The Abyss is one of those limited release imperial stouts that everyone looks forward to year after year. The beer might not have the following of Goose Island’s Bourbon County Brand Stout, but it’s well-received, and for good reason. Rich, fruity and boozy…it’s everything you want in a big, bold stout. And this year, Deschutes decided to go the extra mile and take that annual Abyss and put some of it in Cognac barrels, and some of it in rye barrels, aging two different varieties for a year each. And then they sent us all three bottles. So I did the only thing you can do when there are three different versions of the Abyss in my possession at the same time. I invited a couple of friends over to drink all them at the same time to see which we liked best. Here’s what we came up with.
The “regular” Abyss is a ridiculous beer all on its own, brewed with black strap molasses, licorice, cherry bark and vanilla. Awesome, right? Then they age 21% of that beer in bourbon barrels, 21% of it in oak barrels, and then 8% of it in wine barrels. The result is a beer that pours dark, with some rosy layers around the edges and is absolutely swimming with all kinds of malty notes.
We can pull the molasses out right away, along with the cherry, which practically dominates the taste through much of the sip. The various oak barrels make a strong show with some acidic, tannic notes. It’s also boozy as hell, thanks to that 12% ABV, and has a great roasted character that’s just faintly like strong coffee. So, yeah, there’s a lot going on. Maybe too much?
The majority of the tasters drinking this version said they liked it, but could only handle so much of it. Like cheese cake, or a Russell Brand. It’s a helluva beer, and I drank it wondering what the hell more barrel aging could possibly add to the experience.
Style: Imperial stout
Availability: Limited, released in December each year
The Abyss in Cognac barrels pours so damn black, I’m actually worried about it. “It looks like a Spinal Tap album cover,” one taster says. It has a sweet, cordial-like nose, which makes sense because of the year spent in Cognac barrels, but the booze also comes through in the nose. Add the pitch black tone and sweet nose, and you have an intriguing combination that I’m both eager and scared to drink.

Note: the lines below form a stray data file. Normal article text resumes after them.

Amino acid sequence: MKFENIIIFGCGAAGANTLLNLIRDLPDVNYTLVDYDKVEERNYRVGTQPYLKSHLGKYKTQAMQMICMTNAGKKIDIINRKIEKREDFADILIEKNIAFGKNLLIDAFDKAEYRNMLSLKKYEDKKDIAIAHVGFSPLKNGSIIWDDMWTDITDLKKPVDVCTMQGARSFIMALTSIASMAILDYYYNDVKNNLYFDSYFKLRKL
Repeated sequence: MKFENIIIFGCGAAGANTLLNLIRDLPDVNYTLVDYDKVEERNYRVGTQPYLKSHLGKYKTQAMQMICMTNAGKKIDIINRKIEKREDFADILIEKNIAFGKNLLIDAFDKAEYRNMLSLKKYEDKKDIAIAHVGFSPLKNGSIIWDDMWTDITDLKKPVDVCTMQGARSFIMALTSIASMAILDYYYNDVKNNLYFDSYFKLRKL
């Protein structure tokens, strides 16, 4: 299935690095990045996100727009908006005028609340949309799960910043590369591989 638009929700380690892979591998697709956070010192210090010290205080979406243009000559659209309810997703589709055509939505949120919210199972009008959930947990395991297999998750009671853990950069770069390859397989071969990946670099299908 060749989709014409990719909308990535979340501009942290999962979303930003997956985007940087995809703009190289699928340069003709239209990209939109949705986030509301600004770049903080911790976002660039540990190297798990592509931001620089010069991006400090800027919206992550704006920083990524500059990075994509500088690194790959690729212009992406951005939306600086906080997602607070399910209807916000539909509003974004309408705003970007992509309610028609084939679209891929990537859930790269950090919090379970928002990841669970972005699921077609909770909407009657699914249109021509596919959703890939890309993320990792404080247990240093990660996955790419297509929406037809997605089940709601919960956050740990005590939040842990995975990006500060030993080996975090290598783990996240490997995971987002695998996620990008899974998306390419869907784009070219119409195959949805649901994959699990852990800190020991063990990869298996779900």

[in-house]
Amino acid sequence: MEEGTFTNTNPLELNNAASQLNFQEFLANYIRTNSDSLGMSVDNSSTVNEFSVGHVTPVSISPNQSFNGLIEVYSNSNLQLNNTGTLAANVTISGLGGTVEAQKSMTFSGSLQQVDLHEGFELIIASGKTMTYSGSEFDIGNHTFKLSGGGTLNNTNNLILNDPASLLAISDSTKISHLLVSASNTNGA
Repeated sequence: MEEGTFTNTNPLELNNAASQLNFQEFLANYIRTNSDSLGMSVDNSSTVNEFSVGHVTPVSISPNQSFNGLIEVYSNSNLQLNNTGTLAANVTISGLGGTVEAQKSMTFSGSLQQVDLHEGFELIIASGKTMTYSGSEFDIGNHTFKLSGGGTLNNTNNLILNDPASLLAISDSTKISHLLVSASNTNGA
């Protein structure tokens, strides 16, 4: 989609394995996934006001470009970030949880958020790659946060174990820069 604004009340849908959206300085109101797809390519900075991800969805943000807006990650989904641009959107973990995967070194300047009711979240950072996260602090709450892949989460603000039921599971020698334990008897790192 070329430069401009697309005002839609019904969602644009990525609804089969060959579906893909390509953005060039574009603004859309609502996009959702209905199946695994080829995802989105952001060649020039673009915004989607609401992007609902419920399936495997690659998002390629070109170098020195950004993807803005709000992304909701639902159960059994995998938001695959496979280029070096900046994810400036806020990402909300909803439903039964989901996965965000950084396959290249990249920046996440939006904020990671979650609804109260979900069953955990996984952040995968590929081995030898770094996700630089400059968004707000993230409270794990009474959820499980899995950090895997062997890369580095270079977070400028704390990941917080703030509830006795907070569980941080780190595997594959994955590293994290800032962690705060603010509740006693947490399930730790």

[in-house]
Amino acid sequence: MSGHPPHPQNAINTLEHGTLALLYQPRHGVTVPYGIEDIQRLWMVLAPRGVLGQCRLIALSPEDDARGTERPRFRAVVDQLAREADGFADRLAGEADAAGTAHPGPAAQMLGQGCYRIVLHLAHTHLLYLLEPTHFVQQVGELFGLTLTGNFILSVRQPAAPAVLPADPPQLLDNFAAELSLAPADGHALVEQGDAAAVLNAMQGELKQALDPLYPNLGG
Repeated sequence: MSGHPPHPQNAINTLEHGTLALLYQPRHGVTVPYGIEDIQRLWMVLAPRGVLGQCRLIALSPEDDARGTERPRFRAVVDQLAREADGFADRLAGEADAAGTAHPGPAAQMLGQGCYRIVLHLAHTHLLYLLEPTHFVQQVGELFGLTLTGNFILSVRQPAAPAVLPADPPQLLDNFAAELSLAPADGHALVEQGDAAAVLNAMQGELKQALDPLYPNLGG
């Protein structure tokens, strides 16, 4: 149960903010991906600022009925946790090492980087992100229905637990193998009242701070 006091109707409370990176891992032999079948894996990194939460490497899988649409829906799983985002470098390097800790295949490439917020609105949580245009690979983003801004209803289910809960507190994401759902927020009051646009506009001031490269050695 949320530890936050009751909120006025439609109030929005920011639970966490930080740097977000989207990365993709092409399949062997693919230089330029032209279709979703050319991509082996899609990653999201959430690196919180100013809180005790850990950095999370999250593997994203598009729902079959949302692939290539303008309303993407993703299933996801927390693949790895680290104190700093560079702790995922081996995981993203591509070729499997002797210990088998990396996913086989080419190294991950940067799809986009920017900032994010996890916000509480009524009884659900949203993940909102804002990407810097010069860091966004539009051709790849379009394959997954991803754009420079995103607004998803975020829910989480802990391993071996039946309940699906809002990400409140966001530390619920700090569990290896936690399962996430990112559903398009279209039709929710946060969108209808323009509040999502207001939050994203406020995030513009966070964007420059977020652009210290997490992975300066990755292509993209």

But a funny thing happened to this beer inside the Cognac barrel—it got mellow. The oaky acidity is gone, as is most of the cherry, which dominated the original Abyss. More vanilla and caramel come through in their place. It’s as if the Cognac barrels even out any of the harsh edges of the original Abyss. It’s a pretty cool trick, and not at all what I expected, mostly because I’m not a fan of Cognac. Because Cognac tastes like burning. But apparently, I am a fan of imperial stouts aged in Cognac barrels.
The Abyss aged in Cognac Barrels
Style: Barrel aged imperial stout
Availability: Super limited, but probably doing it again next year
While the Cognac-aged version surprised me because of my low expectations, the rye-aged version has a lot to live up to, because I love rye, as do most of the tasters. Like, “can a man marry a booze?” kind of love.
The beer doesn’t pour as dark as the Cognac version, and doesn’t come off as sweet, either. The acidity from the barrel is back, and so is the cherry, but those extra sweet notes that the Cognac barrel brought out are non-existent. No vanilla, no caramel. Instead, you get that peppery spice rye is known for, and even more oak, and an incredibly dry finish.
While the Cognac barrels softened some of the sharper edges of the Abyss, and enhanced the sweetness of the original beer, the rye barrels act as more of an adjunct, simply adding even more layers of flavor to an already complex beer.
One taster summed it up: “If I’m gonna drink all of this bottle, I want it to be cold and rainy, and I want to be alone.”
The Abyss Aged In Rye Barrels
Style: Barrel aged imperial stout
Availability: Super limited, but hopefully doing it next year